This is my first time answering a question, so I'm hoping that I am actually providing a useful answer.
When you run this in R:
x <- 31
n <- 50
p <- 0.75
binom.test(x, n, p = p)
... it returns the following results:
Exact binomial test
data: x and n
number of successes = 31, number of trials = 50, p-value = 0.04812
alternative hypothesis: true probability of success is not equal to 0.75
95 percent confidence interval:
probability of success
What the p-value of 0.4812 is telling you is that testing for a probability of success of 0.75 (75%) of having 31 "successful" outcomes out of 50 attempts of a binary event (0, 1) -- i.e.: flipping a coin and getting heads up 31 times out of 50 -- is just inside the 95% confidence interval, which are a range of probabilities of success.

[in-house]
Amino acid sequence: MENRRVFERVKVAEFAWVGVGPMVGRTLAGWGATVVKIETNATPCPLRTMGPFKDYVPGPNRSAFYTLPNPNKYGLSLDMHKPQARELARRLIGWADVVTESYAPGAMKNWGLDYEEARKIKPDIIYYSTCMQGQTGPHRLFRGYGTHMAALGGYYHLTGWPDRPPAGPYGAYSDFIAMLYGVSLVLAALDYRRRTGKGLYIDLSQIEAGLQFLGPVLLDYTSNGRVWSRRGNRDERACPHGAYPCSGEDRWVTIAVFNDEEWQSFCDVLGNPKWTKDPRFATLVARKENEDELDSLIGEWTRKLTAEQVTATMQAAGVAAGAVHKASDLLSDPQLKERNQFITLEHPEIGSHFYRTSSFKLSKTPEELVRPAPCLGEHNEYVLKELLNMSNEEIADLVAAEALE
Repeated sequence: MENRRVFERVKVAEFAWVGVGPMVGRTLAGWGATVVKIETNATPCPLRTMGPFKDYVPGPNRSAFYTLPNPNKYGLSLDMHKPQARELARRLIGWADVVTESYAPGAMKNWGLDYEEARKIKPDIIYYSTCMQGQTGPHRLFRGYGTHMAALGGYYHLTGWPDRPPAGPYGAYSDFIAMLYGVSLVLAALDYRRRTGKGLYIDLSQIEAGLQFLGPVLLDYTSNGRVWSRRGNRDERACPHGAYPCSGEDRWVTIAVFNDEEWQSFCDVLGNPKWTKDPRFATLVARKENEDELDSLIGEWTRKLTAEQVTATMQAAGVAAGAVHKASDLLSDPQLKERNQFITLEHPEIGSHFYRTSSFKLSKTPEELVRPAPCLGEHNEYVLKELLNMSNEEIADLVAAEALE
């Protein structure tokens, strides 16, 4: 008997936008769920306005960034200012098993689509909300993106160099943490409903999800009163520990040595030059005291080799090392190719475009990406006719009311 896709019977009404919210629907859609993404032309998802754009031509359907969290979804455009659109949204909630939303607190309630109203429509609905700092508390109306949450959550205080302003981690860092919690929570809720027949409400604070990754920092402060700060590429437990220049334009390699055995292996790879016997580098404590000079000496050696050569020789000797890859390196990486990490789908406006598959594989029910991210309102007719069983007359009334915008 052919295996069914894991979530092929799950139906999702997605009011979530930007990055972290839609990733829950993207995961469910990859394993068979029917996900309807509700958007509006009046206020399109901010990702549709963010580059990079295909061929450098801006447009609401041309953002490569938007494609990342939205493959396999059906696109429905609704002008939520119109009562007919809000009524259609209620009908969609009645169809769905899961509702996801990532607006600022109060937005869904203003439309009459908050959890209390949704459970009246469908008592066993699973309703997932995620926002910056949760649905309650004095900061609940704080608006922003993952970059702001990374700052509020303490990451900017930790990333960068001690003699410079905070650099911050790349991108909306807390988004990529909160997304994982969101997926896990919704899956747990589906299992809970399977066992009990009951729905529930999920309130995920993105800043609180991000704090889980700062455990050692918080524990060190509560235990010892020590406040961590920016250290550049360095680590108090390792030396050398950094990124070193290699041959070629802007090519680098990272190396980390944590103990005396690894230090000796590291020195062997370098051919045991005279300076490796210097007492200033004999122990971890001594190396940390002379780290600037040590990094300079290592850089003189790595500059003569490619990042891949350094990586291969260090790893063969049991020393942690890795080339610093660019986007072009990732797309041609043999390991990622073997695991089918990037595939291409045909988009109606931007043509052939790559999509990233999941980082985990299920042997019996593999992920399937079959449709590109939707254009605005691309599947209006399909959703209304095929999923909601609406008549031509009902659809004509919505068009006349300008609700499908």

Therefore, you could cautiously accept the null hypothesis that the probability of success is equal to 75%. (The alternative hypothesis being that the probability of success is not equal to 75%.)
The calculated probability of success is included at the bottom of the output: 0.62, or 62% chance of success. This is nothing more than 31 / 50.